Samsung is pitching QLED technology as the best way to topple OLED dominance. Like the the company's 2017 models, its 2018 flagship LCD TV uses quantum dots (that's where you get the "Q" in QLED) but adds a few improvements like a redesigned LCD panel to block interior light leakage.

In the land of things you can't really buy yet, Samsung showed a 146-inch TV called "The Wall." It uses Samsung's Cinema Screen technology, designed for movie theaters, so 146 inches is only a starting size. How does MicroLED work? Think of it like a jumbo screen at a stadium where an array of millions of individial, tiny LEDs create an image. Samsung also showed the Q9S, which it bills as the first 85-inch 8K TV with artificial intelligence. More pixels than a 4K TV may sound  impressive, but keep in mind that more pixels doesn't automatically mean a better picture.

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You are at:Home»In-depth»Smart home assistants dominate at CES . But he doesn’t need to convince big technology firms, which all believe voice -based interactions with devices will explode in popularity. It’s expected to unveil more assistant partnerships with devices like smart TVs .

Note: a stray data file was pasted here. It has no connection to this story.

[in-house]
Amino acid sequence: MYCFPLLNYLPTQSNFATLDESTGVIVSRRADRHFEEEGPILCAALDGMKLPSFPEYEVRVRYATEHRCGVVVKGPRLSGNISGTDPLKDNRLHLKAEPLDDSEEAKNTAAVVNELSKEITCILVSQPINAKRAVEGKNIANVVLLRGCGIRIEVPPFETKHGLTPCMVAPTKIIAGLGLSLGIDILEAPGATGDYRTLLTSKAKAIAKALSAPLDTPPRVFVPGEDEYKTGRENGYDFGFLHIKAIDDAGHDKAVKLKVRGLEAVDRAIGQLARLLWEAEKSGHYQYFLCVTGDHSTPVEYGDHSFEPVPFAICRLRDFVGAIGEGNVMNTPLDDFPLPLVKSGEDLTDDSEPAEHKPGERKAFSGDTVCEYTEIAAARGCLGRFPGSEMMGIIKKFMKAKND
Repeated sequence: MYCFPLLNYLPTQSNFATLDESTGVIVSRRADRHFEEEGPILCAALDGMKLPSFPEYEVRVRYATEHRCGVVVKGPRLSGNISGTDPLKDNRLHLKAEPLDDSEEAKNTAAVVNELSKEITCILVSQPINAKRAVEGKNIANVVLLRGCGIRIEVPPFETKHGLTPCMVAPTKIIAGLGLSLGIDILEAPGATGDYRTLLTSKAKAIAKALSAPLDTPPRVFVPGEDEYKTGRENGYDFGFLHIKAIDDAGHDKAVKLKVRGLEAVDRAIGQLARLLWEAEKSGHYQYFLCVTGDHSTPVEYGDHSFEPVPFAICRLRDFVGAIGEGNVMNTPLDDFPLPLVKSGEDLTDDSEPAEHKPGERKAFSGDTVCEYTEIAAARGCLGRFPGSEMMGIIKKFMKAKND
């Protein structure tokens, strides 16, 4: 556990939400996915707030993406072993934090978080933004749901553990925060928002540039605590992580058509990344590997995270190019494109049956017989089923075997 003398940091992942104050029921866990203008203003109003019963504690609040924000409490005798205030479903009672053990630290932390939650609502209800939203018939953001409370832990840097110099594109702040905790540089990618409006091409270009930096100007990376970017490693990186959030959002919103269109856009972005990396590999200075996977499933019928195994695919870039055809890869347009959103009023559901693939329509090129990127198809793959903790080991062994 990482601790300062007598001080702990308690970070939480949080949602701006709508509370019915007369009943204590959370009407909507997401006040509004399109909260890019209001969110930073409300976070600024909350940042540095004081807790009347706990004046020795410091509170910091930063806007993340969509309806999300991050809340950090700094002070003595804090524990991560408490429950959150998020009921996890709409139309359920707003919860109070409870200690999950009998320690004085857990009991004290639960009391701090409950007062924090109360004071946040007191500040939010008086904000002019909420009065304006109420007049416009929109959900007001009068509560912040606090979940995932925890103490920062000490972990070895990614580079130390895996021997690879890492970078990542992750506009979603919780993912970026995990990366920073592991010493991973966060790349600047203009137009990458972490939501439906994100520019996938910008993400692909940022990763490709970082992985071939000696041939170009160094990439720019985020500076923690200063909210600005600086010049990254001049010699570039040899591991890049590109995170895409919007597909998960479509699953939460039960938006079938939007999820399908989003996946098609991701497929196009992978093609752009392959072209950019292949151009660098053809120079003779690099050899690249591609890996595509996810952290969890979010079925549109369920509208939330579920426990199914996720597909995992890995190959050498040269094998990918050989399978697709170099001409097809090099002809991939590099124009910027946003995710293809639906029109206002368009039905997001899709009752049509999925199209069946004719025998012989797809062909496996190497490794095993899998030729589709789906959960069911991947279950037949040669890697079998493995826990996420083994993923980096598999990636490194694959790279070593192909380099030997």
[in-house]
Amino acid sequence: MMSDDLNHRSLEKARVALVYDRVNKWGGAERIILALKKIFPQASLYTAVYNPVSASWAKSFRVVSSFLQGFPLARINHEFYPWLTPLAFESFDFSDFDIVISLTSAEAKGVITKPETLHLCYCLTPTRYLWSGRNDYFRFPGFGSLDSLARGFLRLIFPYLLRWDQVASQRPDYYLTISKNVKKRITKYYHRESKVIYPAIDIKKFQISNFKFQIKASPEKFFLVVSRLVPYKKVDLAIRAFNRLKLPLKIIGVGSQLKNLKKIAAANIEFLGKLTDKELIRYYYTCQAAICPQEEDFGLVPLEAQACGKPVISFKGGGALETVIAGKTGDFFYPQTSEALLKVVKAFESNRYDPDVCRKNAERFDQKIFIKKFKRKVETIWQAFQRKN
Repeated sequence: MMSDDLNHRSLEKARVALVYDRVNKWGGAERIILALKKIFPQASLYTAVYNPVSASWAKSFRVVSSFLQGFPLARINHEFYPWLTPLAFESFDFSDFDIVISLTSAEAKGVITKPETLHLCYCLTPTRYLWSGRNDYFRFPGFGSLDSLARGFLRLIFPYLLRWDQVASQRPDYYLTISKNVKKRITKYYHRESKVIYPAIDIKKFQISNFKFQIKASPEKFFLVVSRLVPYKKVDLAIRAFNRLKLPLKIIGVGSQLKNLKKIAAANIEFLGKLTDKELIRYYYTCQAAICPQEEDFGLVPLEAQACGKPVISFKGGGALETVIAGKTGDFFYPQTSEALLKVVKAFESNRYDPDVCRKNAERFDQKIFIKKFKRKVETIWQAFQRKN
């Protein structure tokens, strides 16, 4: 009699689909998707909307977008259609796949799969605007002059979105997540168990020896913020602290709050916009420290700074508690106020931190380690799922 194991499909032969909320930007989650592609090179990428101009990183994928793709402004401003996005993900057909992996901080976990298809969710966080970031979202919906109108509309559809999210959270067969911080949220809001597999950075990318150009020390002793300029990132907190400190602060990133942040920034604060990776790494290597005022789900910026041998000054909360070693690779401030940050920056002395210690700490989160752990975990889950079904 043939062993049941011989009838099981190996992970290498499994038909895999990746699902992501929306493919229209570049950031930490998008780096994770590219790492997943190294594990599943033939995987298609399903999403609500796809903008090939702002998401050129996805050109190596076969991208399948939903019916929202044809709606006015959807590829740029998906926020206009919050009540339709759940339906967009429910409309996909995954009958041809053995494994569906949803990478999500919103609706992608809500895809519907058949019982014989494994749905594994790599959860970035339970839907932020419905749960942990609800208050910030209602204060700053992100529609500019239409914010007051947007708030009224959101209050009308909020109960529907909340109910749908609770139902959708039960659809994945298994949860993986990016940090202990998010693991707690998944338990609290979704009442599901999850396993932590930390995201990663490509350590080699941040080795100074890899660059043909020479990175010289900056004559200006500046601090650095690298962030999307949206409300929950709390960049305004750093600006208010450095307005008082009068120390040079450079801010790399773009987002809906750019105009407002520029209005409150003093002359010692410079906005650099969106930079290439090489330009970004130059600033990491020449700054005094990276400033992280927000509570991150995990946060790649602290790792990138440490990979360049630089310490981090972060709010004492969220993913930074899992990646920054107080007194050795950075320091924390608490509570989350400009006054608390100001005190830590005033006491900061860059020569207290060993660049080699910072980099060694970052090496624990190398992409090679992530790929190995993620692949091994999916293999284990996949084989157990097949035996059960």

It's an unusual take given AI and voice assistants are a dominant theme at CES this year, and seemingly everyone is cramming Alexa or "You can talk about AI all day , but if the customer doesn't get any value out of it, it becomes useless," Park said. LG's 2018 OLED TVs get Google Assistant .

001-samsung-the-wall© Provided by CNET 001-samsung-the-wall

Though Hisense focused on budget TVs last year (and had a strong showing), the company went more upscale this year with models using full-array local dimming, quantum dot color technology and compatibility with Alexa voice control. The company also showed a $10,000 laser TV that it introduced in late 2017. It's actually a short-throw projector with 4K resolution, built-in speakers and a wireless subwoofer.

Arriving in Las Vegas, CNET's TV guru David Katzmaier's had high hopes for Hisense's Chinese rival TCL. The company's P series, introduced last year at CES, was 2017's the best 55-inch TV for the money. Today it showed a successor TV, the 2018 6 series, which looks even better. It keeps features like full-array local dimming and Roku's excellent Smart TV system, but adds a 65-inch size and a slicker finish.

Roku aims to take over home audio with its wireless speaker platform